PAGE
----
Patients’ Choice Act Moves Debate in a Market-Friendly Direction

Published August 1, 2009

A group of four Republicans has submitted a legislative alternative to the Democratic Party’s government-centric health care reform proposals.

Sens. Tom Coburn, M.D. (R-OK) and Richard Burr (R-NC), along with Reps. Paul Ryan (R-WI) and Devin Nunes (R-CA), introduced their Patients’ Choice Act of 2009 in their respective bodies of Congress in June.

According to a statement released by its sponsors, the measures attempts to “achieve universal access to quality, affordable health care without bankrupting our children with trillions more in debt or imposing draconian tax hikes on all Americans.”

Coburn, Ryan, and their colleagues are pursuing the same goals Democrats, including Sen. Max Baucus (D-MT) and President Barack Obama, claim to want: lower health care costs, greater access for patients, and “universal” health coverage. The Republicans’ alternative takes a more market-friendly approach to those goals.

Reforming Tax Treatment

A key feature of the Patients’ Choice Act is a $5,700 annual tax credit for families ($2,300 for individuals) designed to cover employees’ out-of-pocket share of employer-sponsored health plans—an average annual cost of $4,200 per family.

The provision is similar to Sen. John McCain’s (R-AZ) campaign proposal to reform the tax treatment of health insurance by offering tax credits to help workers afford their choice of health coverage. But the Patients’ Choice Act doesn’t alter the tax code for employers, meaning businesses won’t see their tax burdens spike as a result of their employees’ newfound freedom to choose their own health care plans.

Peter Orszag, director of the Office of Management and Budget, explained the benefit to be gained from revising the federal government’s tax treatment of employer health plans in testimony before the Senate Finance Committee in June 2008.

“Imagine what the world would be like if workers [understood] that today it was costing them $10,000 a year in take-home pay for their employer-sponsored insurance, and that could be $7,000 and they could have $3,000 more in their pockets today if we could relieve these inefficiencies out of the health system,” Orszag said.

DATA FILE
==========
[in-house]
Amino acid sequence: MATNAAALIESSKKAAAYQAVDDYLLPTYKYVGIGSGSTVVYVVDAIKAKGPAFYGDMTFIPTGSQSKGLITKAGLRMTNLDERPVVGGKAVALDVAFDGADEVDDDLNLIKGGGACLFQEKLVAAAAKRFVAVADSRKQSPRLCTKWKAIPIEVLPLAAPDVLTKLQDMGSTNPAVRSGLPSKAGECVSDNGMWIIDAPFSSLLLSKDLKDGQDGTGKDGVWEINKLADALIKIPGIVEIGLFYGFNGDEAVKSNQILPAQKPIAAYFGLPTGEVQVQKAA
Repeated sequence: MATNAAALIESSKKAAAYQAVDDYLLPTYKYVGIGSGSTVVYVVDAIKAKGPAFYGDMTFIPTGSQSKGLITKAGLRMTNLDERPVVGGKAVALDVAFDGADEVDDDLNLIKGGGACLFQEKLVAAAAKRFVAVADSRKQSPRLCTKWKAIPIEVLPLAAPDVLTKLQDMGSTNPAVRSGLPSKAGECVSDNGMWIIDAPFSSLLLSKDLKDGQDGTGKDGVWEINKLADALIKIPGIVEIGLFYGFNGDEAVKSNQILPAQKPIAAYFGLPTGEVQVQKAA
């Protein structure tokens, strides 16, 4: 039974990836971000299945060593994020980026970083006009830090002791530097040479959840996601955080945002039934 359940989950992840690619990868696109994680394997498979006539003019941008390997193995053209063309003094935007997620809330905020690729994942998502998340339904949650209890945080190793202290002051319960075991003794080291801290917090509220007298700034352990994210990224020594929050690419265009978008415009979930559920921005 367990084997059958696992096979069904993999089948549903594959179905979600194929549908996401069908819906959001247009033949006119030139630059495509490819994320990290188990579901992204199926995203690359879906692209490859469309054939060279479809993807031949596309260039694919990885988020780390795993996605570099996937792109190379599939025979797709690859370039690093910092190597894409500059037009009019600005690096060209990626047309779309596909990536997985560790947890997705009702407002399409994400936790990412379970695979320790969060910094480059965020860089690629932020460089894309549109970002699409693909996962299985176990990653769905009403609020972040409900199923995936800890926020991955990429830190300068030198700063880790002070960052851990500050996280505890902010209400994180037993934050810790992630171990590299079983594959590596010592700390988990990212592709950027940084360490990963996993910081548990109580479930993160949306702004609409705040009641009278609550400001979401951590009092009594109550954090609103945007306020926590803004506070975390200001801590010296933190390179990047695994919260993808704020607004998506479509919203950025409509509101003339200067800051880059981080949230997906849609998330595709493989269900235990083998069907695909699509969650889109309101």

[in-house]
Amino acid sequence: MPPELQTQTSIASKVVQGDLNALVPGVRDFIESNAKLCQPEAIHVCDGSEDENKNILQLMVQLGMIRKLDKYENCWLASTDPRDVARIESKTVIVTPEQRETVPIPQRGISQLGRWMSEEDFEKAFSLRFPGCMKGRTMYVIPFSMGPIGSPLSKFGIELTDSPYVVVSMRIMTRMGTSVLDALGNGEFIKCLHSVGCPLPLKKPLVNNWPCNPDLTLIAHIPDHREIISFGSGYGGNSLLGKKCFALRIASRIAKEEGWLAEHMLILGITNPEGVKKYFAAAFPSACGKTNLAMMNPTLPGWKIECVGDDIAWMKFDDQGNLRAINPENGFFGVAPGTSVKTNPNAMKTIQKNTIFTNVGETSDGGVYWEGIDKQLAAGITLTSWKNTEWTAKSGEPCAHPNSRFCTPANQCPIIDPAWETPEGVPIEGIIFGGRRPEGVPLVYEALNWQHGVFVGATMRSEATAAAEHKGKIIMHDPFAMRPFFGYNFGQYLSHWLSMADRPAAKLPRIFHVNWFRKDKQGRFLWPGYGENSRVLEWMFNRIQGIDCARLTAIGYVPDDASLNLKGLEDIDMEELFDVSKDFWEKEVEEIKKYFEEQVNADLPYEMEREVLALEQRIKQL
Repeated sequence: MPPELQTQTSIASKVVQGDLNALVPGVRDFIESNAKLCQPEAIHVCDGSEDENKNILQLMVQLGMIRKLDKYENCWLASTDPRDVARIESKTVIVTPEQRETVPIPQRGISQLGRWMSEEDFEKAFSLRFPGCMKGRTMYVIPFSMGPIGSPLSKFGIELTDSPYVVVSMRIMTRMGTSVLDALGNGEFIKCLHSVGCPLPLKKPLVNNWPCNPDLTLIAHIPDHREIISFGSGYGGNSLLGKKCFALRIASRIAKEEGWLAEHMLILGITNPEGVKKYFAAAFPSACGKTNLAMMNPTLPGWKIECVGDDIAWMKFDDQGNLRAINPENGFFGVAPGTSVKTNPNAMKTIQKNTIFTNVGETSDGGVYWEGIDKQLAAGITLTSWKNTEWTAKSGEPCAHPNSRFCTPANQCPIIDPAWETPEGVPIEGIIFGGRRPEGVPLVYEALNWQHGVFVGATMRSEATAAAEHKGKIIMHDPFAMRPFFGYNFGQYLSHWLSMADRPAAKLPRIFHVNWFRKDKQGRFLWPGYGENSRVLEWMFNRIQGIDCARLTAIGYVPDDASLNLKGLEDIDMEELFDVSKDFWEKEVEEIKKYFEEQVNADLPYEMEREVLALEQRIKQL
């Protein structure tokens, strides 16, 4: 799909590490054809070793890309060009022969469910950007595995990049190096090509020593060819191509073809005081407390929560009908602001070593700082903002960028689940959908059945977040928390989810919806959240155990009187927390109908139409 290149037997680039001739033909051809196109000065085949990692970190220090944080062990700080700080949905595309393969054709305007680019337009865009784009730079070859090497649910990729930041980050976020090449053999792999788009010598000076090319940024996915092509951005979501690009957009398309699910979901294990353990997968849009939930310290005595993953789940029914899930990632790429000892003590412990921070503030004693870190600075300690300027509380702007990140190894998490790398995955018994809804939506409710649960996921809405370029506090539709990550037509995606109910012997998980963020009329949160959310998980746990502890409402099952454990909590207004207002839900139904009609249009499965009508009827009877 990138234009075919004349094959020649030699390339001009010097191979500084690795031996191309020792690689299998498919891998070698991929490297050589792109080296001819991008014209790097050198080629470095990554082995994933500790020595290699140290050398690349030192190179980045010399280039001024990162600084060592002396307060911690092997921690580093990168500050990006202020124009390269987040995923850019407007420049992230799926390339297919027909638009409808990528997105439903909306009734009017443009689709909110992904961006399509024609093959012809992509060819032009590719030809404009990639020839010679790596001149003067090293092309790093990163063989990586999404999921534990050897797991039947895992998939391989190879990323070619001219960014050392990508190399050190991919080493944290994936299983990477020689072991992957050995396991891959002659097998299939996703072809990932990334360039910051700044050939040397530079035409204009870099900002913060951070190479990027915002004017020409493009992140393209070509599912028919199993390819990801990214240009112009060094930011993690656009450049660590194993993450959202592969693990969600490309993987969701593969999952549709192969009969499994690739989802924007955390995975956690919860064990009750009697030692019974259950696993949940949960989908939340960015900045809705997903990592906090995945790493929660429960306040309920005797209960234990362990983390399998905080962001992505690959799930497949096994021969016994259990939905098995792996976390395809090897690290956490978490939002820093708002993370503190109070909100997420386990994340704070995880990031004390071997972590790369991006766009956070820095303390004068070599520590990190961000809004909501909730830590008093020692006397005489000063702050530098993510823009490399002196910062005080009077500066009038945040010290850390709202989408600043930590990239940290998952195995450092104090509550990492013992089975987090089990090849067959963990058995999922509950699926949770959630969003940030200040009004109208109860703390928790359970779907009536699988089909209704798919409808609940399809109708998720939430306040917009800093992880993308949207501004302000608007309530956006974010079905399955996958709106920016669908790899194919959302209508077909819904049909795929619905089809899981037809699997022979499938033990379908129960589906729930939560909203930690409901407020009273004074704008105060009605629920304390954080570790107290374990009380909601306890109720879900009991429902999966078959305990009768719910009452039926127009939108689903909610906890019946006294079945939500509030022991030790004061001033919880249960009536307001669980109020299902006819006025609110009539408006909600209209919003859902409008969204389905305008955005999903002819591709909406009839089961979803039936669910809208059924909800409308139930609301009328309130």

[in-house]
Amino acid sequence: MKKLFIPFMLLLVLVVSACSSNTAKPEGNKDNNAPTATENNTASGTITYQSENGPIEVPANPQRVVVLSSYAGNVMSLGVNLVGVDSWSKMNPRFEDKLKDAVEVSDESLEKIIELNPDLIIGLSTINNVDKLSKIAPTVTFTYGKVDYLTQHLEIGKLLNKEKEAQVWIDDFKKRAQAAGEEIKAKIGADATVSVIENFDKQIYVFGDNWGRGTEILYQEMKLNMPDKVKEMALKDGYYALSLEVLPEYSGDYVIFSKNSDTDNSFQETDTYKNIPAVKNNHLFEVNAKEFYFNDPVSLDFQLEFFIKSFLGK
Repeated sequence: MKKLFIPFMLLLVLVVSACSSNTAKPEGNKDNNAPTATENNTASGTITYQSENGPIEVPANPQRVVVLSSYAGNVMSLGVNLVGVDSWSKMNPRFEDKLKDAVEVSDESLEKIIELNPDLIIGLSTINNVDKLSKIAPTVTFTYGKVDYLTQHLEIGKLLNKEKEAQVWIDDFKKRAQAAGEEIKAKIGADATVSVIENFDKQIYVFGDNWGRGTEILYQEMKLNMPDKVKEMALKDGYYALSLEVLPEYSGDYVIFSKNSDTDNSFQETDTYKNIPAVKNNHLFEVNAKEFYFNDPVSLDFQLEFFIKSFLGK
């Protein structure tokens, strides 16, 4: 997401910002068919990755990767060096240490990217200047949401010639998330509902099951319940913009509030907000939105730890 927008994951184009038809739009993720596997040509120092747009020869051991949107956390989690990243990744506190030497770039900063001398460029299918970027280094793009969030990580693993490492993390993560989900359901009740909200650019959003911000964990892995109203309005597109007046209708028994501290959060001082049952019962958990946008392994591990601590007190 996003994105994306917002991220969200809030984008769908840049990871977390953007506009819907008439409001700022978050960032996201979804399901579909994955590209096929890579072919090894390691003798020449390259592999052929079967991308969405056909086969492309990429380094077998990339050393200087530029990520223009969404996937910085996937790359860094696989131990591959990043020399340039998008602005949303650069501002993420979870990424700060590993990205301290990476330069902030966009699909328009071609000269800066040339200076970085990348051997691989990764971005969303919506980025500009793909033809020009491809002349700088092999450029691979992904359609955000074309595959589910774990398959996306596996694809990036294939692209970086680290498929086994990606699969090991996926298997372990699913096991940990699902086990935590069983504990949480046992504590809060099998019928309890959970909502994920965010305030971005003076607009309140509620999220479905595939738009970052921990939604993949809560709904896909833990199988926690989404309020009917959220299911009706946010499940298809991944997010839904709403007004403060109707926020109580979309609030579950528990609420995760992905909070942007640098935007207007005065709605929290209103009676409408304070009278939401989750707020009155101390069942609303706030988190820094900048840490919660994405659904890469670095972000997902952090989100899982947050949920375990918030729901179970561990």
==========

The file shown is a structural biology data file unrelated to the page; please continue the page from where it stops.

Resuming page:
The Republicans’ plan would increase workers’ take-home pay and decrease their tax burdens, allowing them to better afford the health insurance policy and benefits of their choice.

Better Care for the Poor

Another provision of the Patients’ Choice Act is aimed specifically at lower-income Americans who are currently relegated to bureaucrat-run programs such as Medicaid and the State Children’s Health Insurance Program.

Recognizing those government-administered programs are so inefficient and undesirable that nearly half of prior-enrolled individuals and families decline to sign up for more than one year of nearly free benefits, the act’s sponsors included a provision establishing a path to private coverage and efficient medical care for those poorest Americans.

The act would provide low-income Americans with $5,000 debit cards for purchasing private insurance or paying for health care out of pocket, thereby giving them the resources to acquire effective health care.

Up to 25 percent of any unspent dollars on the debit card would roll over and be added to the next year’s balance, creating an incentive for recipients to exercise wisdom and restraint in using their health care money.

State-Based Exchanges

The Patients’ Choice Act provides for state insurance exchanges, allowing states to set up localized exchanges for their residents. By pushing for more state control over health care, the bill offers an alternative to more federal-centric proposals that would extend the inefficiencies of current government programs.

The states, not Washington, are where health care policy should be made, and the Patients’ Choice Act provides incentives for legislatures to creatively address such problems as cost-increasing health insurance mandates and Medicaid programs that are multibillion-dollar millstones around the necks of state governments.

No Massachusetts Miracle

It is troubling that the authors of the Patients’ Choice Act chose, in their discussion of state-level health care reform successes, to include Massachusetts’s attempt at universal coverage via mandate, which has turned out to be an utter disaster for the Bay State.

Far from fulfilling the intent of its creator, then-Gov. Mitt Romney (R), of insuring every citizen of the Bay State while lowering health care costs and improving access to quality care, Massachusetts’s program has expanded state bureaucracy and government control over the health care market and provider-patient dealings while simultaneously increasing health care costs and creating a chronic shortage of providers—all at an annual price tag more than twice the originally estimated $600 million.

The Bay State’s failure notwithstanding, states do need to be allowed the opportunity to sink or swim without having to answer to an overly expansive federal government for every health care policy decision.

Effective Alternative

The Patients’ Choice Act is light-years ahead of the government-run alternatives being championed by Obama and the Senate Democrats.

The willingness to attack the currently problematic tax treatment of health care and help poor Americans divorce their medical fates from the whims of government bureaucrats is a giant leap in the right direction.

Jeff Emanuel ([email protected]) is a research fellow of The Heartland Institute and managing editor of Health Care News.

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Patients’ Choice Act of 2009: